We can sympathize with those who suggest that any translation (such as the NIV) which render these words using “homosexual” may be misleading.  Clearly “homosexual” is a loaded modern term (unavailable to Paul in the 1st century) and it doesn’t convey the literal meaning of the words Paul uses.  In our context the word “homosexual” often carries a heavy connection to modern understandings about orientation. Thus a person may feel this passage is condemning something beyond our control  whereas these two words are actually condemning sexual practices not orientations.

Perhaps other, better English words might be used to render Paul’s terms, but it would be hard to be as explicit as Paul without being vulgar.  He could hardly be more clear about what he’s condemning: the two roles involved in male homosexual sex:  The first (malakos) gives himself to be used by the second (arsenokoitai). Those who engage in such practice, willfully repudiating God’s good creation design, along with ALL those involved in ANY unrepented pattern of sin (see the expansive list), are not eligible for the Kingdom.”

So like many other instances of translation, “homosexual” is a fair but imperfect rendering of Paul’s meaning into English.  It might be that the evolution of attitudes about homosexuality requires more precision – not to conform the meaning to modern sensibilities, but to better communicate the meaning to changing modern sensibilities.

For example, as stated in our paper, if “homosexual” is taken to include the psychological condition of homosexual orientation, then that does mean that “homosexual offender” (NIV) is not a good translation.  In fact, if that’s how people take it, “homosexual” is misleading and harmful.  Reason being it would convey that to be homosexually oriented is the offense in God’s eyes, and yet no Scripture ever addresses orientation. Paul here addresses behavior.  And the behavior being addressed is clear, even if the Greek words have some ambiguity.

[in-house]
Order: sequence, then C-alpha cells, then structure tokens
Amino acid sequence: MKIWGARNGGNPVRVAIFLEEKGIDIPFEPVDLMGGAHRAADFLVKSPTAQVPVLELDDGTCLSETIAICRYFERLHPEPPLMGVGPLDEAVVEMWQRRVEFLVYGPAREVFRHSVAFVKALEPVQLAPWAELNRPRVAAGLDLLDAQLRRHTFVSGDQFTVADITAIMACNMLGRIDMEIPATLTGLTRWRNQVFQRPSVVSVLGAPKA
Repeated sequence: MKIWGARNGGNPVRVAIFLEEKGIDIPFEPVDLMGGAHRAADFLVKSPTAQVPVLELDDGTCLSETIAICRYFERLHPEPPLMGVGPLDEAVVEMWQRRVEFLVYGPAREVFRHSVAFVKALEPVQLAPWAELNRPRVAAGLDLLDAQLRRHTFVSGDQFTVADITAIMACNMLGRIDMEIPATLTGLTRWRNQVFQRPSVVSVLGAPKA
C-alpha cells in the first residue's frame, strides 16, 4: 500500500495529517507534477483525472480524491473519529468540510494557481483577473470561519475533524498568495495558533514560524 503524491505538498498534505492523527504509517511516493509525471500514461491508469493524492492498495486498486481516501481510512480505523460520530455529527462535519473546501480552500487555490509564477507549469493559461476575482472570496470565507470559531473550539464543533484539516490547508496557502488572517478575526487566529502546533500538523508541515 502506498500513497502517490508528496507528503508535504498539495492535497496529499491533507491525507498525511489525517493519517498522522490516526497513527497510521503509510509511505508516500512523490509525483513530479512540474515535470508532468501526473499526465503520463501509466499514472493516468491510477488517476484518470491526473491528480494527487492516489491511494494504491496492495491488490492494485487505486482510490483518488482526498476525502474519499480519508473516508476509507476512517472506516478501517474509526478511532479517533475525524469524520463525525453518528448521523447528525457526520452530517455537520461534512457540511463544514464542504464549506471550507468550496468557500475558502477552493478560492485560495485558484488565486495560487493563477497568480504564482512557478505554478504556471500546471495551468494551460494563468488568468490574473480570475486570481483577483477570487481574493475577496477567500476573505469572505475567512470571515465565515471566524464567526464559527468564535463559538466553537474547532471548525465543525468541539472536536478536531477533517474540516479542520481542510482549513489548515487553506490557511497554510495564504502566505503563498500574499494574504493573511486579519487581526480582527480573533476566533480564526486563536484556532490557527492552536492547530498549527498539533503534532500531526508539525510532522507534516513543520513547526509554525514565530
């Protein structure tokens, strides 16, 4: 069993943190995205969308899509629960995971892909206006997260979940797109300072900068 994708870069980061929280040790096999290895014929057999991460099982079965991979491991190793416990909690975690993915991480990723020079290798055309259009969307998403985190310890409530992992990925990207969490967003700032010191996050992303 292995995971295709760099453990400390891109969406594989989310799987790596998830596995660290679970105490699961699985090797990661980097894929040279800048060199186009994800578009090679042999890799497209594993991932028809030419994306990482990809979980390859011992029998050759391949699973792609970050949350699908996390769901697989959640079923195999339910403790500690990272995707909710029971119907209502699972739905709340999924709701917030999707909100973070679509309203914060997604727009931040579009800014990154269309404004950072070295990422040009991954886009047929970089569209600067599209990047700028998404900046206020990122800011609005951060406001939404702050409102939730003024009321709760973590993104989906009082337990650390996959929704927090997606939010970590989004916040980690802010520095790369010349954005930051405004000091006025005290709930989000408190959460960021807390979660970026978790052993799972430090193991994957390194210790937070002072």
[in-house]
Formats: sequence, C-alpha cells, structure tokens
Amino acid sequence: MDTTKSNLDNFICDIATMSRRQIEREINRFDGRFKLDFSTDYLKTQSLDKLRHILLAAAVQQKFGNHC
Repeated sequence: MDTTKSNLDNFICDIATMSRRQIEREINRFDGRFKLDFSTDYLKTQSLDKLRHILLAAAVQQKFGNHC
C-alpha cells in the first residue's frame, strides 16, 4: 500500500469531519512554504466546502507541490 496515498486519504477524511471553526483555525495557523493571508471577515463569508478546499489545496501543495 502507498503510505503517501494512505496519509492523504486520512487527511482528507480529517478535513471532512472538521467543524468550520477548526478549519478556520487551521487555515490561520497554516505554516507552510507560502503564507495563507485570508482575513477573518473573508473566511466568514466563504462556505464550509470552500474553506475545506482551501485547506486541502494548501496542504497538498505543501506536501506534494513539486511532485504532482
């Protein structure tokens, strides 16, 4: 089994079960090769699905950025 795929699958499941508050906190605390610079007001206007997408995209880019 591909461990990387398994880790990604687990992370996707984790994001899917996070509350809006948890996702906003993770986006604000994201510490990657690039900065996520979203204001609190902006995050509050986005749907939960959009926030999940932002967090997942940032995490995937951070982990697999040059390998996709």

So, if we wanted to get more literal and stay away from any allusion to orientation, we could easily ditch the term “homosexual” (since Paul surely didn’t know that term).  A very rough paraphrase of “malakos” might be: “a man who acts like a woman in sex acts”.  The second word is best understood simply as “those men who sleep with other men.”  Of course you can see what that gains in accuracy it clearly loses in economy.

So while the use of “homosexual” is debatable, what is not is that any accurate transference of these terms into English cannot escape referring to homosexual practices per se.  The context is clear this can’t be a reference merely to pedophilia (Paul did have that term available to him – chose not to use it) or temple prostitution (when the Bible wants to address that, it does so explicitly, not implicitly – Deut 23:17-18).  Instead we have here a simple reference to all male homosexual activity (Romans 1 deals with female homosexual activity.)  It is clearly condemned as sin – not conforming to God’s good design – along with other things like greed and slander.

But the hope of redemption for all “the wicked” is made perfectly clear.  You can put Yours Truly on that list, of those who were in that category until they were “washed, sanctified and justified”.  What amazing hope for all!

  1. Arndt, William R. and Gingrich, F. Wilbur, A Greek-English Lexicon of the New Testament and other Early Christian Literature, University of Chicago Press, 1957, pg 489.
  2. Gagnon, “Why the Disagreement over the Biblical Witness on Homosexual Practice?, pg 10.
  3. Ibid, p 109.
  4. Thayer’s Greek-English Lexicon of the New Testament, pg 75.
  5. Strong, James, Strong’s Greek-Hebrew Dictionary, Riverside Book and Bible House, pg 16.
  6. Gagnon, “Why the Disagreement over the Biblical Witness on Homosexual Practice?, pg 10
  7. Ibid, pg 10.
  8. Ibid, pg 10.